On Detecting New Worlds: The Art of Doppler Spectroscopy Using Iodine Cells

Open Access
Wang, Xuesong
Graduate Program:
Astronomy and Astrophysics
Doctor of Philosophy
Document Type:
Date of Defense:
May 31, 2016
Committee Members:
  • Jason Thomas Wright, Dissertation Advisor/Co-Advisor
  • Jason Thomas Wright, Committee Chair/Co-Chair
  • Suvrath Mahadevan, Committee Member
  • Lawrence William Ramsey, Committee Member
  • James Kasting, Outside Member
  • Eric B Ford, Committee Member
  • Doppler Spectroscopy
  • Extra-Solar Planet
  • Exoplanet
  • Radial Velocity
  • Iodine Cell
  • Iodine Calibration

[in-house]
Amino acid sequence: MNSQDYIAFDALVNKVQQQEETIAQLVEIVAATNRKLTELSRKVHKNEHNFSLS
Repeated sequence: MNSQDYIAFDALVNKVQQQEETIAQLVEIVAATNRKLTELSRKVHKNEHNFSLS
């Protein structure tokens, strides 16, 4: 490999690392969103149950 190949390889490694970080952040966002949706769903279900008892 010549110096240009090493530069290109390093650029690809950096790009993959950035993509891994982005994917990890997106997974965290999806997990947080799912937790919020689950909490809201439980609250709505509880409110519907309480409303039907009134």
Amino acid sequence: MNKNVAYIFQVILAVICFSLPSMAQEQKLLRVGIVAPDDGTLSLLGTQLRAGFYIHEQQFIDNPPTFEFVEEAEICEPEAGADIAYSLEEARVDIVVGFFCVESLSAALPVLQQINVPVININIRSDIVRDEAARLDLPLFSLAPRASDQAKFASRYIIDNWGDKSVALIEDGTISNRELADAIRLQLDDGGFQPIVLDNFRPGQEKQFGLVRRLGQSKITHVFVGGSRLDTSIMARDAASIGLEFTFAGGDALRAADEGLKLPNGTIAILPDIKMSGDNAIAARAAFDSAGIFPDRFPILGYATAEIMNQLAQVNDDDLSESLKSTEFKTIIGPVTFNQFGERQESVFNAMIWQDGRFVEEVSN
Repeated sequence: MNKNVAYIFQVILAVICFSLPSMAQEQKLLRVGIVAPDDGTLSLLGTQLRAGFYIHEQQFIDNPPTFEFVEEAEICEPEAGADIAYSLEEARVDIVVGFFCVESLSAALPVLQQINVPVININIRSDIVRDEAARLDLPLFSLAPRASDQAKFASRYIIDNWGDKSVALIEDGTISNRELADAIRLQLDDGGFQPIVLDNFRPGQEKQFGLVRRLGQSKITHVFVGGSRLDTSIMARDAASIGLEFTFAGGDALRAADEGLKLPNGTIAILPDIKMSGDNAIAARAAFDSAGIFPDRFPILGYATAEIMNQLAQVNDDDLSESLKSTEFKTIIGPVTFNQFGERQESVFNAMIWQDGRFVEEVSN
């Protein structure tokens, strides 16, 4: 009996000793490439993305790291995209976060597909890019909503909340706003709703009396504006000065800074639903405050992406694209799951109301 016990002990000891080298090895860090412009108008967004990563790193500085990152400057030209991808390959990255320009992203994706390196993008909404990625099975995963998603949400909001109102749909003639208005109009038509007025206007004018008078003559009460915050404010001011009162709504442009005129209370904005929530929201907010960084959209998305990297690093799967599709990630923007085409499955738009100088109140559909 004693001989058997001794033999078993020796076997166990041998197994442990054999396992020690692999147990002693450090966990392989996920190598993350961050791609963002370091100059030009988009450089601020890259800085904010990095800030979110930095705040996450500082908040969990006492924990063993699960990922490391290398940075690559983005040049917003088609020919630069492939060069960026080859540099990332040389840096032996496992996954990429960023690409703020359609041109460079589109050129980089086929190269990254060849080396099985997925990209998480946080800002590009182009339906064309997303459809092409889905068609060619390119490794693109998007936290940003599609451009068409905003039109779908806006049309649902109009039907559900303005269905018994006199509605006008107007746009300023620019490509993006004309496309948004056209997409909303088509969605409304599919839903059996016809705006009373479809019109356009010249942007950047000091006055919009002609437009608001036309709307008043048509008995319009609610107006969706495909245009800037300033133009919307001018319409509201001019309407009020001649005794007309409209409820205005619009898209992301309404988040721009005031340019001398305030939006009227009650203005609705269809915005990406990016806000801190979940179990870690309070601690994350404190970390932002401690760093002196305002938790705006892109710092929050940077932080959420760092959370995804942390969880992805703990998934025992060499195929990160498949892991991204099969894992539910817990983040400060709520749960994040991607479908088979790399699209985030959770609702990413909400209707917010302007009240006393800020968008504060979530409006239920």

The first discovery of an extra-solar planet (exoplanet) around a main-sequence star, 51 Peg b, discovered using Doppler spectroscopy, opened up the field of exoplanets. For more than a decade, the dominant way for finding exoplanets was using precise Doppler spectroscopy to measure the radial velocity (RV) changes of stars. Today, precise Doppler spectroscopy is still crucial for the discovery and characterization of exoplanets, and it has a great chance for finding the first rocky exoplanet in the Habitable Zone of its host star. However, such endeavor requires an exquisite precision of 10-50 cm/s while the current state of the art is 1 m/s. This thesis set out to improve the RV precision of two precise Doppler spectrometers on two 10-meter class telescopes: HET/HRS and Keck/HIRES. Both of these spectrometers use iodine cells as their wavelength calibration sources, and their spectral data are being analyzed via forward modeling to estimate stellar RVs. Neither HET/HRS or Keck/HIRES deliver an RV precision at the photon-limited level, meaning that there are additional RV systematic errors caused by instrumental changes or errors in the data analysis. HET/HRS has an RV precision of 3-5 m/s, while Keck/HIRES has about 1-2 m/s. I have found that the leading cause behind HET/HRS’s “under-performance” in comparison to Keck/HIRES is temperature changes of the iodine gas cell (and thus an inaccurate iodine reference spectrum). Another reason is the insufficient modeling of the HET/HRS instrumental profile. While Keck/HIRES does not suffer from these problems, it also has several RV systematic error sources of considerable sizes. The work in this thesis has revealed that the errors in Keck/HIRES’s stellar reference spectrum add about 1 m/s to the error budget and are the major drivers behind the spurious RV signal at the period of a sidereal year and its harmonics. Telluric contamination and errors caused by the spectral fitting algorithm also contribute on the level of 20-50 cm/s. The strategies proposed and tested in this thesis will improve the RV precision of HET/HRS and Keck/HIRES, including their decade worth of archival data. This thesis also documents my work on characterizing exoplanet orbits using RV data and the discovery of HD 37605c. It concludes with a summary of major findings and an outline of future plans to use future precise Doppler spectrometers to move towards the goal of 10 cm/s and detecting Earth 2.0.